Tuesday June 19, 2018

Exclusive: Is Online Reading Culture Eliminating the habit of going to Libraries?

“Libraries are screwed,” said Eli Neiburger, a Michigan library director

Old Books in Libraries. Pixabay

New Delhi, Apr 20, 2017: Of the many institutions suffering through the world’s metamorphosis from analogue to digital (real to virtual, offline to online), few are as beleaguered as the bedrock of our culture, the public library. Budgets are being slashed by state and local governments.

Even the best libraries are cutting staff and hours. Their information desks are seemingly superseded by Google, their encyclopedias are gathering dust. And their defining product, the one that lines their shelves, now arrives in the form of a weightless doppelgänger that doesn’t require shelves.

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Their information desks are seemingly superseded by Google, their encyclopedias are gathering dust. And their defining product, the one that lines their shelves, now arrives in the form of a weightless doppelgänger that doesn’t require shelves.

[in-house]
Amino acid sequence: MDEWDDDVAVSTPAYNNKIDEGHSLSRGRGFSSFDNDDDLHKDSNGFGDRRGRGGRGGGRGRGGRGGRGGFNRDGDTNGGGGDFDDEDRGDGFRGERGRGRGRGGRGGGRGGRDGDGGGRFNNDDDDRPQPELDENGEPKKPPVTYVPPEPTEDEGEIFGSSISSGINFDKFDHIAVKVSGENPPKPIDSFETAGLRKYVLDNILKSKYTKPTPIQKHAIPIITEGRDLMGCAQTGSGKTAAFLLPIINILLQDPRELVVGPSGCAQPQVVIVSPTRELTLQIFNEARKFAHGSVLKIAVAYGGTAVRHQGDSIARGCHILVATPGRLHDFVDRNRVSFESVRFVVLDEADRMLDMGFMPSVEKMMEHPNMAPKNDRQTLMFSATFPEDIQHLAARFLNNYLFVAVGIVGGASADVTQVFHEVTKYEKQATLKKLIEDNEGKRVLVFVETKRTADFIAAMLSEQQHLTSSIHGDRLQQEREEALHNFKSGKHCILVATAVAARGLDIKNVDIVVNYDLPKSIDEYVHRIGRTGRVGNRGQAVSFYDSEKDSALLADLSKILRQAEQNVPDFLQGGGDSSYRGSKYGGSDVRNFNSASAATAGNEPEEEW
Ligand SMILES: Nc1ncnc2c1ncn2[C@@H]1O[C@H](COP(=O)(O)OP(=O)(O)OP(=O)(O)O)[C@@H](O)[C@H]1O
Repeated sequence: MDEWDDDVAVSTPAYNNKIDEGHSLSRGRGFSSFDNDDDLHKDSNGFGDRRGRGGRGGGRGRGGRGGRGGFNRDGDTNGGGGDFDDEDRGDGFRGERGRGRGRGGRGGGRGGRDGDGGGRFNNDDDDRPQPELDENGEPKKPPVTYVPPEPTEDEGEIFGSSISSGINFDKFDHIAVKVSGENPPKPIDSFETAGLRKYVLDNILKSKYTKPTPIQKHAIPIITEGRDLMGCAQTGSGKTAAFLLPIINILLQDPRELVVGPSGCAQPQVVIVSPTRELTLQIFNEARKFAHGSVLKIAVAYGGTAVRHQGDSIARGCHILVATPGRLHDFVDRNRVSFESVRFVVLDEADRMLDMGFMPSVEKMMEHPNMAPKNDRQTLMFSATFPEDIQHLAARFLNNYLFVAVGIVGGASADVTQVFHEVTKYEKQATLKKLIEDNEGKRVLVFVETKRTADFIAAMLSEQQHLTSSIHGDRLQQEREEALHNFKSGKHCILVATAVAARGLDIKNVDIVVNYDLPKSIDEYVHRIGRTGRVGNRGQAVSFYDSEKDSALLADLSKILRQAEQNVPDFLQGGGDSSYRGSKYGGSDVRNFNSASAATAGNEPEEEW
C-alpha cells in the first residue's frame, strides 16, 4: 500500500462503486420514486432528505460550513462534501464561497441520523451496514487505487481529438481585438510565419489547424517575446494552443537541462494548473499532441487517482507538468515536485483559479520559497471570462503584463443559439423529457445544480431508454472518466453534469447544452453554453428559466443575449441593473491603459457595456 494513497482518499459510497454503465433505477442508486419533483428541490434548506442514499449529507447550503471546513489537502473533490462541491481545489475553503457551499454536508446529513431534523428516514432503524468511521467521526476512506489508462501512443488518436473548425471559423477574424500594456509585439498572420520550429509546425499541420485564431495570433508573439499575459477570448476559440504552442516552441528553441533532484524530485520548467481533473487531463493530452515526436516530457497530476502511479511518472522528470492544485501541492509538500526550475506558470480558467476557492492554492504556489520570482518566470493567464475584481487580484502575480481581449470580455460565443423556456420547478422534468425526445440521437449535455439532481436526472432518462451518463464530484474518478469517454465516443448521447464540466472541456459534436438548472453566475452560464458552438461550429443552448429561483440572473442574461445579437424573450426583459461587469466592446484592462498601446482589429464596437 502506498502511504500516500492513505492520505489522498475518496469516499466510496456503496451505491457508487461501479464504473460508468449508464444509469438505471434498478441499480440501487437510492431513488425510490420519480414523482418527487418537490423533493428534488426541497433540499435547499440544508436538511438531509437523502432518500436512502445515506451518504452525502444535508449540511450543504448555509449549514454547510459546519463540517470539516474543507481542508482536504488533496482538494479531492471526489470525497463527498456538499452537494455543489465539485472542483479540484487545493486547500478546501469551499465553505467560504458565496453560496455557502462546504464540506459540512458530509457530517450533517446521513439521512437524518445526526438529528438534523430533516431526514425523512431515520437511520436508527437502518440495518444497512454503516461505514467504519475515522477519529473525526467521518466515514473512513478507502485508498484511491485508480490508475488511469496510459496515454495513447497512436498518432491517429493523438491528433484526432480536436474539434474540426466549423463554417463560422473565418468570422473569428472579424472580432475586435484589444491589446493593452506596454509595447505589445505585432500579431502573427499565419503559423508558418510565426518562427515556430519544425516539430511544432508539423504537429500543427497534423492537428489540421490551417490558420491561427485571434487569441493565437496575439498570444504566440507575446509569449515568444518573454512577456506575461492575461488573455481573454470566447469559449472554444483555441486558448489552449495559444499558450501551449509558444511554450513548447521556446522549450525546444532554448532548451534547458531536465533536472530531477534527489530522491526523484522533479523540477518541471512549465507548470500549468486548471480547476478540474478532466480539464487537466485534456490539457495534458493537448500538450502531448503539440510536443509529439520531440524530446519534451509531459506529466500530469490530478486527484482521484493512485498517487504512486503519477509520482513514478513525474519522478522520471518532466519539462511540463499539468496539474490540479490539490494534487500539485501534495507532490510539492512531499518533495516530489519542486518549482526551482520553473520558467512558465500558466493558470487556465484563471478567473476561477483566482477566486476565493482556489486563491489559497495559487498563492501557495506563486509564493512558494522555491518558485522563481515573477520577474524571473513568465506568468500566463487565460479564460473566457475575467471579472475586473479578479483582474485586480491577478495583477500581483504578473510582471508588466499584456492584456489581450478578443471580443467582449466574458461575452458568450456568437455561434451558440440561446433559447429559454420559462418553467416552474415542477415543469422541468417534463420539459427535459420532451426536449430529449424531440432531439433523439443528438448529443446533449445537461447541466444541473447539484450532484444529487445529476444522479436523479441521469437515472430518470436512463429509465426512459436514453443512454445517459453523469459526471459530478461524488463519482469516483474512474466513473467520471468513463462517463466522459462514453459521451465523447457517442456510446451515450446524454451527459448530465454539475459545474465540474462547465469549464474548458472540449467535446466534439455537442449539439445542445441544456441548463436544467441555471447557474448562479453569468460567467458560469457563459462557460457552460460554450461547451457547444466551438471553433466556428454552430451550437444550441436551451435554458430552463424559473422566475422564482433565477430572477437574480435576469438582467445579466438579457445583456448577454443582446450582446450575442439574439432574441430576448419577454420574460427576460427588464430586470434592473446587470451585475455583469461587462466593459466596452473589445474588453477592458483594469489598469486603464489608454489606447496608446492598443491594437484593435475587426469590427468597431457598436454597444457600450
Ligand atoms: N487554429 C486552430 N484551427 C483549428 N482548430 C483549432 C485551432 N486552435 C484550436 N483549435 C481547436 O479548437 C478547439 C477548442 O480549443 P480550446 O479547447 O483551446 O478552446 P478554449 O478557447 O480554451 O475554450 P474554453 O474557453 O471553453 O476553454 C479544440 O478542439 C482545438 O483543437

In the technocracy, all the world’s information comes to us on screens—desk, pocket, wrist, goggles—and no one trudges through wind and rain with library card in hand to find a single worn object.

“Libraries are screwed,” said Eli Neiburger, a Michigan library director, in a much-quoted presentation at a Library Journal conference in 2010. “Libraries are screwed because we are invested in the codex, and the codex has become outmoded.